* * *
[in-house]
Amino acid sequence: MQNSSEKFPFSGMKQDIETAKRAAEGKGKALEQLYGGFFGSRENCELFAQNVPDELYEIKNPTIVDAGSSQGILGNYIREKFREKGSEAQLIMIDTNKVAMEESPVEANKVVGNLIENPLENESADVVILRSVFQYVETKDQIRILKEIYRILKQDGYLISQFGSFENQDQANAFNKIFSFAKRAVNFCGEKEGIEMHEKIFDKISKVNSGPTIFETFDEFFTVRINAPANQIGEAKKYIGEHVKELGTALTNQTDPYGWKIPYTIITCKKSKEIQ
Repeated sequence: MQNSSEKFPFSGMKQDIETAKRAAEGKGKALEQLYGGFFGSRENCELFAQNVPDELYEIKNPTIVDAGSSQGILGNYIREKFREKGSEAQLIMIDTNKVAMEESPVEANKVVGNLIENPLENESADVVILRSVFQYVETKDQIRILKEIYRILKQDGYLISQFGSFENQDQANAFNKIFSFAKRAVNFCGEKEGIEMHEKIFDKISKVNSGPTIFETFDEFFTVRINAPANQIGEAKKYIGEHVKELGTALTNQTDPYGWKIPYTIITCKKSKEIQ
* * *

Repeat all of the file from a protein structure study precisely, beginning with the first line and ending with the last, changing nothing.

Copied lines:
[in-house]
Amino acid sequence: MQNSSEKFPFSGMKQDIETAKRAAEGKGKALEQLYGGFFGSRENCELFAQNVPDELYEIKNPTIVDAGSSQGILGNYIREKFREKGSEAQLIMIDTNKVAMEESPVEANKVVGNLIENPLENESADVVILRSVFQYVETKDQIRILKEIYRILKQDGYLISQFGSFENQDQANAFNKIFSFAKRAVNFCGEKEGIEMHEKIFDKISKVNSGPTIFETFDEFFTVRINAPANQIGEAKKYIGEHVKELGTALTNQTDPYGWKIPYTIITCKKSKEIQ
Repeated sequence: MQNSSEKFPFSGMKQDIETAKRAAEGKGKALEQLYGGFFGSRENCELFAQNVPDELYEIKNPTIVDAGSSQGILGNYIREKFREKGSEAQLIMIDTNKVAMEESPVEANKVVGNLIENPLENESADVVILRSVFQYVETKDQIRILKEIYRILKQDGYLISQFGSFENQDQANAFNKIFSFAKRAVNFCGEKEGIEMHEKIFDKISKVNSGPTIFETFDEFFTVRINAPANQIGEAKKYIGEHVKELGTALTNQTDPYGWKIPYTIITCKKSKEIQ